County dredging plan meets new hurdle
February 14, 2019
The latest hurdle to finishing Wahkiakum County's permit applications to deposit dredge spoils on eroding beaches isn't very big, but it could delay any beach nourishment to next fall.
A biological assessment of one of the county's four flood control erosion zones has found streaked horn larks use it as a nesting area. Because they're a federally designation endangered species, they can't be disturbed during their nesting season.
That season runs June through September, the bulk of the permitted dredging season.
County Public Works Director Chuck Beyer said Tuesday he was trying to hold a conference call with US Army Corps of Engineers officials from the Seattle and Portland offices to ask if the dredging schedule could be adjusted to accommodate the nesting season. The Crops's Seattle office is handling the permit application while the Portland office schedules dredging.
If the dredge schedule can accommodate the nesting, the permit process will likely come to a close. If not, the county may have to complete a full biological consultation which would delay the completion till later this year.
The larks are found only around the sand pit at the end of Ostervold Road, Beyer said, and not at the other three erosion zone districts. However, all four zones are included in the single permit application.
"One site can stop all other sites," Beyer said. "If we don't have to do the full consultation, we're done (with the permit application process). We just need to find out if they can work with it."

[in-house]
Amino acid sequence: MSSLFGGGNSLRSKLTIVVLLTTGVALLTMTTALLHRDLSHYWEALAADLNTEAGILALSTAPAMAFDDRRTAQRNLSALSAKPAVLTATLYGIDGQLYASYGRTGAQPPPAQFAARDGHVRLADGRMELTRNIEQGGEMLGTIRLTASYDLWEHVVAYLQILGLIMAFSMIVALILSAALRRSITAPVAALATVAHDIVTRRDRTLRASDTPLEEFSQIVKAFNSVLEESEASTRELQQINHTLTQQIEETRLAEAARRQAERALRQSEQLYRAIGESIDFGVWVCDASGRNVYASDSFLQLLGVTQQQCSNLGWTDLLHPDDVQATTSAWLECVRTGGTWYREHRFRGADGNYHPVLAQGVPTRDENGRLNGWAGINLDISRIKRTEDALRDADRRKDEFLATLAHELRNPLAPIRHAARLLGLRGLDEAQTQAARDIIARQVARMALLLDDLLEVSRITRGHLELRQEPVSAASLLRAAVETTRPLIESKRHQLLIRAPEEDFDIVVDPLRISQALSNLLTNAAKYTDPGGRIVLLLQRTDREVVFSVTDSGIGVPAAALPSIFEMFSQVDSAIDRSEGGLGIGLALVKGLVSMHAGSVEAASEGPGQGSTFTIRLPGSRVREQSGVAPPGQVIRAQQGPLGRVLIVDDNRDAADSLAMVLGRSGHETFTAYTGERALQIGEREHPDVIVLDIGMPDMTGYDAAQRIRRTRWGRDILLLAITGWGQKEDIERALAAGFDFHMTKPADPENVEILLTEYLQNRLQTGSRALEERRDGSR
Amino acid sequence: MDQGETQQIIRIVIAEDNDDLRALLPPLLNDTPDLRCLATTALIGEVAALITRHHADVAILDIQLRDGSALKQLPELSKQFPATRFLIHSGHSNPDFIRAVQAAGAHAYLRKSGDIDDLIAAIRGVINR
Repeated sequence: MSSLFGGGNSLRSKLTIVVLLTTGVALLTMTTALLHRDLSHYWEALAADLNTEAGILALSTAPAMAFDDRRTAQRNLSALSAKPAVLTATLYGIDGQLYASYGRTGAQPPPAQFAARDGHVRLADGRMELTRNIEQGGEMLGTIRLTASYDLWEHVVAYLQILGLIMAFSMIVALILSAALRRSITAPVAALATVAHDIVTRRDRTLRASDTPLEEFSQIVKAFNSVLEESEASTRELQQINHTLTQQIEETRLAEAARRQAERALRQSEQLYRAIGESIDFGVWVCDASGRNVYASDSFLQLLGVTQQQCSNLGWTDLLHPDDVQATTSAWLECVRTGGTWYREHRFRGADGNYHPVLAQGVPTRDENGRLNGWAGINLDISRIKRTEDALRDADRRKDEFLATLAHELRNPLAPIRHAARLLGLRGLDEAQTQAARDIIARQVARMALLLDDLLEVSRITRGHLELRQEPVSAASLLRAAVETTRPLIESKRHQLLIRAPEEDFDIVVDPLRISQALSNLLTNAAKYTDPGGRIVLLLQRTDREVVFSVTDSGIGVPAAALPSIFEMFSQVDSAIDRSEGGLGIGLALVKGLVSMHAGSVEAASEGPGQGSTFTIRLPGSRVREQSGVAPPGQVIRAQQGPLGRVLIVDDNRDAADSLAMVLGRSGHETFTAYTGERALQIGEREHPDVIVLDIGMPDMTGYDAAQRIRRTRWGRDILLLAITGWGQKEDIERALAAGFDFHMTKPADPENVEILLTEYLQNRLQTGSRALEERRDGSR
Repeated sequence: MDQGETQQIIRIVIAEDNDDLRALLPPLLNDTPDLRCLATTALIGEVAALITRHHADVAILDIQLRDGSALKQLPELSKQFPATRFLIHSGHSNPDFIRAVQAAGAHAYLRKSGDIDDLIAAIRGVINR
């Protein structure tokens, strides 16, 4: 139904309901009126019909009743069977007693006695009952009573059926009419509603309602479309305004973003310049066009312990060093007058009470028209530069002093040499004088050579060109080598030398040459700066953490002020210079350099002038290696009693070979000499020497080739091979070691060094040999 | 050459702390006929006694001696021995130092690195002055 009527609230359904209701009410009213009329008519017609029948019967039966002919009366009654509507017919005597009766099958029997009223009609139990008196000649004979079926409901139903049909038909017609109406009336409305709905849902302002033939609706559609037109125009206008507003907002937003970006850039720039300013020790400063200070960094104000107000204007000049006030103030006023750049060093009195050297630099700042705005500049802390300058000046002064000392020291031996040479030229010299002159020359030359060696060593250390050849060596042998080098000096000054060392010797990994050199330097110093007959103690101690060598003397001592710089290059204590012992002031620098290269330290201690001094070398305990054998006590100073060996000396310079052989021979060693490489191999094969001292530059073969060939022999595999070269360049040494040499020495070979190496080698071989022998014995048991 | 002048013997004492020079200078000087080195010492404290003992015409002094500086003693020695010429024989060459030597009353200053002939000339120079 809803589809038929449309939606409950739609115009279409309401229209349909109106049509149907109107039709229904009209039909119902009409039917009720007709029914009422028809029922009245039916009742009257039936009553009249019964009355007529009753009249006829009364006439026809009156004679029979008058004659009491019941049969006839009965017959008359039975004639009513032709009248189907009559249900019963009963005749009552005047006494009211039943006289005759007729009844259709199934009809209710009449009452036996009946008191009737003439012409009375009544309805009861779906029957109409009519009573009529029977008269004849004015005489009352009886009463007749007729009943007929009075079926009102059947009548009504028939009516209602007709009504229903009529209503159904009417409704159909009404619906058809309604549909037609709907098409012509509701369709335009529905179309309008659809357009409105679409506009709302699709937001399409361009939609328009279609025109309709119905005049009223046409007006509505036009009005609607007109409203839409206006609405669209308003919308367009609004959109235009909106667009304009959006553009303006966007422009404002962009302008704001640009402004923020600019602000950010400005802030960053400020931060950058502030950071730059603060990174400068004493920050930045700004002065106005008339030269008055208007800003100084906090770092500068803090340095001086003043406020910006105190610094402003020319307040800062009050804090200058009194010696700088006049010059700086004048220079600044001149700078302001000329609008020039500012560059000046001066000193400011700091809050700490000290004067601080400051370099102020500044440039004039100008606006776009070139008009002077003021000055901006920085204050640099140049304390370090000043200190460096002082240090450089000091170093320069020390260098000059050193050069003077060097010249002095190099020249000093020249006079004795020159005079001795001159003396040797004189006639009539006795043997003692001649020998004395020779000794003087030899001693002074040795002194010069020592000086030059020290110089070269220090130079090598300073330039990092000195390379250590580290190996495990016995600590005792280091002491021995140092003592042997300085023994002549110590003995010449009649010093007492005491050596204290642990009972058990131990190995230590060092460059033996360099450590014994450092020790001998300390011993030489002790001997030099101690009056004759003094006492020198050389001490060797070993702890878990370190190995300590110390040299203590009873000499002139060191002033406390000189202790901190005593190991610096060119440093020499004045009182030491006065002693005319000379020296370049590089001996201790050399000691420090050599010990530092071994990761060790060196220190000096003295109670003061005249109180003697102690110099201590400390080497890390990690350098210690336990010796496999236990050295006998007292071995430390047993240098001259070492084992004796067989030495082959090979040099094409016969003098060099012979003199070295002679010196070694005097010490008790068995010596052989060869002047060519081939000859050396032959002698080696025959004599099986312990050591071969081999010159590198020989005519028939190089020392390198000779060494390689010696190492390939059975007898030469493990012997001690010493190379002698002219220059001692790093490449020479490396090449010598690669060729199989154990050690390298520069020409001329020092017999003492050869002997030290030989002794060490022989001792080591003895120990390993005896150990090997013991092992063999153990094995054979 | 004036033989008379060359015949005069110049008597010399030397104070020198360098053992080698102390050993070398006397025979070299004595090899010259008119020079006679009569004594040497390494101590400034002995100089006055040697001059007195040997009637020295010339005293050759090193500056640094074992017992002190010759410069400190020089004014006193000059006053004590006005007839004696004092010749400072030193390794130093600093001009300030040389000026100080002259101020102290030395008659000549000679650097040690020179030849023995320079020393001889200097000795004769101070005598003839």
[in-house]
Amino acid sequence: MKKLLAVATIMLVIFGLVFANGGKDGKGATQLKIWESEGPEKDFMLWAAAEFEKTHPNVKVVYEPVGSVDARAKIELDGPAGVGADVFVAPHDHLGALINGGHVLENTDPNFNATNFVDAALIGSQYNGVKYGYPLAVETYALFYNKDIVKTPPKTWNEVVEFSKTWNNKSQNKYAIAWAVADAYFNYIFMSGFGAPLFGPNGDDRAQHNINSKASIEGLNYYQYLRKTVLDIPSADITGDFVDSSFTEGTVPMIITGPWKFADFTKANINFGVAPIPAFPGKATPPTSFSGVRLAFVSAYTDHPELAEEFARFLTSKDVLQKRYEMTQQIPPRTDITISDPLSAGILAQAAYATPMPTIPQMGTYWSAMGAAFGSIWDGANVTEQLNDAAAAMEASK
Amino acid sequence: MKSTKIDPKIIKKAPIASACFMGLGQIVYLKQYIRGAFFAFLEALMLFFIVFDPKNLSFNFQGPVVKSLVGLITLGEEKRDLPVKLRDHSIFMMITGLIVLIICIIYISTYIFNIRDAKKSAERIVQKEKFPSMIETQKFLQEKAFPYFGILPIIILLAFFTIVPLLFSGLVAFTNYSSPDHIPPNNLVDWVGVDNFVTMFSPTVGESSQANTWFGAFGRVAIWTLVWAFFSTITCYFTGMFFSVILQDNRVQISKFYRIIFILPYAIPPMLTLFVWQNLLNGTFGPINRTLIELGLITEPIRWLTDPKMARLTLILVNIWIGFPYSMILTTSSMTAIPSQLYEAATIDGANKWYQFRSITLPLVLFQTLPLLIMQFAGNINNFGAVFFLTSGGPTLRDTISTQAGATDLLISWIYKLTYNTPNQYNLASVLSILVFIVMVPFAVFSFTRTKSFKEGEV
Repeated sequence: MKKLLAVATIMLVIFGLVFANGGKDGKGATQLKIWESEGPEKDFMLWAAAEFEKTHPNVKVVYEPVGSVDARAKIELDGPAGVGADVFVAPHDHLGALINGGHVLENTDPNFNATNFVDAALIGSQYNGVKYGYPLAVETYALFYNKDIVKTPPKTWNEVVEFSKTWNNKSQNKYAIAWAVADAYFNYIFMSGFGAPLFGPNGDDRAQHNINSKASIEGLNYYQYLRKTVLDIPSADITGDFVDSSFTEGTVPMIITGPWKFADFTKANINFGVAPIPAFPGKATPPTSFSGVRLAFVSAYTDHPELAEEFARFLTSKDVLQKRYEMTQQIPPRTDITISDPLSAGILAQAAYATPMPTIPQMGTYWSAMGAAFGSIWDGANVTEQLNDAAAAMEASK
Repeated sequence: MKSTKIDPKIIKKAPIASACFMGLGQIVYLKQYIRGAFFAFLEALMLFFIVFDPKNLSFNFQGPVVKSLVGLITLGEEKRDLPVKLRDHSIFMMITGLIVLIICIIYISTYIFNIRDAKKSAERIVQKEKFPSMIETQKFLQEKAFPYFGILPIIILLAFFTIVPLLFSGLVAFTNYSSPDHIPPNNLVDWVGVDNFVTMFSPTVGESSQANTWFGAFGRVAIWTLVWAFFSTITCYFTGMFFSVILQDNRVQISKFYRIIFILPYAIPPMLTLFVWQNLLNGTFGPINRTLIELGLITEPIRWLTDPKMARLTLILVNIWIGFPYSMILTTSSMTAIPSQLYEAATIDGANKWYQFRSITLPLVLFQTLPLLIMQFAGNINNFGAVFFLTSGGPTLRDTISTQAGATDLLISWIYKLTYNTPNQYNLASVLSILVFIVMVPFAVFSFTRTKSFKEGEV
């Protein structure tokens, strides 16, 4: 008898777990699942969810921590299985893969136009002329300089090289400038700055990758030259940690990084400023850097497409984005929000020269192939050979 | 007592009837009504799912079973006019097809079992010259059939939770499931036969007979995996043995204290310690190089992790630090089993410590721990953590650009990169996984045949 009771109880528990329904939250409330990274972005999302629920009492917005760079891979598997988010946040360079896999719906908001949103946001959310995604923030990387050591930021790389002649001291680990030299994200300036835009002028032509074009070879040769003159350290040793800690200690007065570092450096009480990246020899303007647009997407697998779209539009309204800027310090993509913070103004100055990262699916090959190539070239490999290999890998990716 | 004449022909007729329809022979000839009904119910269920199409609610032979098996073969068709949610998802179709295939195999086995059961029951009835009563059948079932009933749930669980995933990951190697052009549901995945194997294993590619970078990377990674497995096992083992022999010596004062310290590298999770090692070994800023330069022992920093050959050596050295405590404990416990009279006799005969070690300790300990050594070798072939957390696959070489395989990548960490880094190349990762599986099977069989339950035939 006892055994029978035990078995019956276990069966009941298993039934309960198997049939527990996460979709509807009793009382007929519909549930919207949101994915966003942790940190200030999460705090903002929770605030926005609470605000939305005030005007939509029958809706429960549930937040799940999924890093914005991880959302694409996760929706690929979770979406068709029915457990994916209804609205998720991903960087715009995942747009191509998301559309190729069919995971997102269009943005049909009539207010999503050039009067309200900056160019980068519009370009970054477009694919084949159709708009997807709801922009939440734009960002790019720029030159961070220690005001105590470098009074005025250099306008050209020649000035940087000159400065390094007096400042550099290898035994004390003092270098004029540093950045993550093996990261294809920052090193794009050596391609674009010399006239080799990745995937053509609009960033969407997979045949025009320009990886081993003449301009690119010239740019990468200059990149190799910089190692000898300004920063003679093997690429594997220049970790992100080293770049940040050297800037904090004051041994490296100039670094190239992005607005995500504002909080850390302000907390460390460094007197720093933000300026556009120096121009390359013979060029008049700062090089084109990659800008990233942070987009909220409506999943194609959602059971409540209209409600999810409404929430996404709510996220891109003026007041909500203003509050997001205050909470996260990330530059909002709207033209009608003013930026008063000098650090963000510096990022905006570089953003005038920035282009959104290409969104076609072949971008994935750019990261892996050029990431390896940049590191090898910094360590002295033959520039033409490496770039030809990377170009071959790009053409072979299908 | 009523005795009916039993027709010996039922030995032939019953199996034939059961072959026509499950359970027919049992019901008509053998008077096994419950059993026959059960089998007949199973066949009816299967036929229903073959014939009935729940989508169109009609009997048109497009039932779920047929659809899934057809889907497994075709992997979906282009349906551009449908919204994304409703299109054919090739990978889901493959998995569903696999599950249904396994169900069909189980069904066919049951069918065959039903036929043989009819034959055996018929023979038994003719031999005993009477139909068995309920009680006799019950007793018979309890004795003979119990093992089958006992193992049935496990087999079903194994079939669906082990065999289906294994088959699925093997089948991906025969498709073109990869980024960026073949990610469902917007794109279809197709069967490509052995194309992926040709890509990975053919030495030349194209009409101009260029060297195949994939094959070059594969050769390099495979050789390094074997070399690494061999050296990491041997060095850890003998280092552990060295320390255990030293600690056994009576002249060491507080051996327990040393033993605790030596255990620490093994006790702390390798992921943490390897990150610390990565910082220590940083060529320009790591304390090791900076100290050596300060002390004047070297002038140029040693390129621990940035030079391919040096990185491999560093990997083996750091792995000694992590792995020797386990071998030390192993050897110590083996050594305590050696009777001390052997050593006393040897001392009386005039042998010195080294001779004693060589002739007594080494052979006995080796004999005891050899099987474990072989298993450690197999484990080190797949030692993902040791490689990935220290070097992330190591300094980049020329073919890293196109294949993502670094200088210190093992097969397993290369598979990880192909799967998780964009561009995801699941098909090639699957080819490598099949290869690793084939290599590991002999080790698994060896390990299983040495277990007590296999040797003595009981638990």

In other business, commissioners agreed by consensus to ask Public Works Department personnel to prepare a financial analysis to using the Johnson House as a rental house.
The board and department heads have been considering the concept for several weeks, with the suggestion being that it could provide housing for county employees who have a hard time finding housing in the county's tight rental market.
Commissioner Dan Cothren said he is leery of having the county manage a rental; they've done that before and had many problems.
Commissioners Mike Backman and Gene Strong both said they wanted to study a financial analysis before making a decision. Backman commented that if the county sold the property, which abuts the courthouse property, it would be hard and expensive to repurchase.
Two people who have managed rental property spoke.
Cape Horn resident Richard Erickson warned of hidden costs and exposing the county to charges of favortism if the public is excluded from being able to rent the house.
Sheriff Mark Howie commented that the county should think of the future and not give up ownership and also that managing a single rental unit would be a manageable task.
Ferry rate adjustment
Commissioners also asked Beyer to continue developing a proposal to update ferry rates to ease the burden on vehicles towing trailers.
Beyer said the rate policy could be adjusted to charge trailers as if they were vehicles unless they exceeded a certain length.
He added that the new rates would have to be approved by the Washington State Department of Transportation.
The board instructed Beyer to start the process, and Backman asked that multi-trip punch card rates also be established for bicycles and pedestrians.